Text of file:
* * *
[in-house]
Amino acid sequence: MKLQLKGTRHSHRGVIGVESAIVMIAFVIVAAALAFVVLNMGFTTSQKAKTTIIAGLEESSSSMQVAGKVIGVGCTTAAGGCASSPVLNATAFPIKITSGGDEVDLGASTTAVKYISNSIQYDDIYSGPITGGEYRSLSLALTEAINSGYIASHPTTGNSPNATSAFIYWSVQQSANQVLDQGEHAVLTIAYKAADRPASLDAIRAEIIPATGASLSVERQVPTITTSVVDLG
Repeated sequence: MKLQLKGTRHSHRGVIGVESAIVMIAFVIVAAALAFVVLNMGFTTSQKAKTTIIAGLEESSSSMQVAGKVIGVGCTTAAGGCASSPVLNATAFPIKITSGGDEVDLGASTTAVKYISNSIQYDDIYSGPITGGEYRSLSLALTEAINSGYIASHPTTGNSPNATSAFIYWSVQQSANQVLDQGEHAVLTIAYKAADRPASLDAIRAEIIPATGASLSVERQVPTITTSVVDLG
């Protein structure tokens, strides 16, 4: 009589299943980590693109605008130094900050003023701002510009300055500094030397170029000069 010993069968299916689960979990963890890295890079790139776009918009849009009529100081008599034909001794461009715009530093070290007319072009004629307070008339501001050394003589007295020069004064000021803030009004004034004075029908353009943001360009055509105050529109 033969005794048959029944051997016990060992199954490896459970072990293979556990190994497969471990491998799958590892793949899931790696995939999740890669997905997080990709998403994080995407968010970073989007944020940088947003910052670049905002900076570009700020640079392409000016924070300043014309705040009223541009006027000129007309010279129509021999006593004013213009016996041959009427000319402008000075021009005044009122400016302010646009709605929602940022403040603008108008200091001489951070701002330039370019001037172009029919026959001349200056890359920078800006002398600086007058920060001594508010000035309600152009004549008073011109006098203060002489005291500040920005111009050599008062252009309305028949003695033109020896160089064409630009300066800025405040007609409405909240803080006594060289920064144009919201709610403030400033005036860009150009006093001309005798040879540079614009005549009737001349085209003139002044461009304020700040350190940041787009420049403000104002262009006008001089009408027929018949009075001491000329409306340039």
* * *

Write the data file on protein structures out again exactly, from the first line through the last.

[in-house]
Amino acid sequence: MKLQLKGTRHSHRGVIGVESAIVMIAFVIVAAALAFVVLNMGFTTSQKAKTTIIAGLEESSSSMQVAGKVIGVGCTTAAGGCASSPVLNATAFPIKITSGGDEVDLGASTTAVKYISNSIQYDDIYSGPITGGEYRSLSLALTEAINSGYIASHPTTGNSPNATSAFIYWSVQQSANQVLDQGEHAVLTIAYKAADRPASLDAIRAEIIPATGASLSVERQVPTITTSVVDLG
Repeated sequence: MKLQLKGTRHSHRGVIGVESAIVMIAFVIVAAALAFVVLNMGFTTSQKAKTTIIAGLEESSSSMQVAGKVIGVGCTTAAGGCASSPVLNATAFPIKITSGGDEVDLGASTTAVKYISNSIQYDDIYSGPITGGEYRSLSLALTEAINSGYIASHPTTGNSPNATSAFIYWSVQQSANQVLDQGEHAVLTIAYKAADRPASLDAIRAEIIPATGASLSVERQVPTITTSVVDLG
């Protein structure tokens, strides 16, 4: 009589299943980590693109605008130094900050003023701002510009300055500094030397170029000069 010993069968299916689960979990963890890295890079790139776009918009849009009529100081008599034909001794461009715009530093070290007319072009004629307070008339501001050394003589007295020069004064000021803030009004004034004075029908353009943001360009055509105050529109 033969005794048959029944051997016990060992199954490896459970072990293979556990190994497969471990491998799958590892793949899931790696995939999740890669997905997080990709998403994080995407968010970073989007944020940088947003910052670049905002900076570009700020640079392409000016924070300043014309705040009223541009006027000129007309010279129509021999006593004013213009016996041959009427000319402008000075021009005044009122400016302010646009709605929602940022403040603008108008200091001489951070701002330039370019001037172009029919026959001349200056890359920078800006002398600086007058920060001594508010000035309600152009004549008073011109006098203060002489005291500040920005111009050599008062252009309305028949003695033109020896160089064409630009300066800025405040007609409405909240803080006594060289920064144009919201709610403030400033005036860009150009006093001309005798040879540079614009005549009737001349085209003139002044461009304020700040350190940041787009420049403000104002262009006008001089009408027929018949009075001491000329409306340039």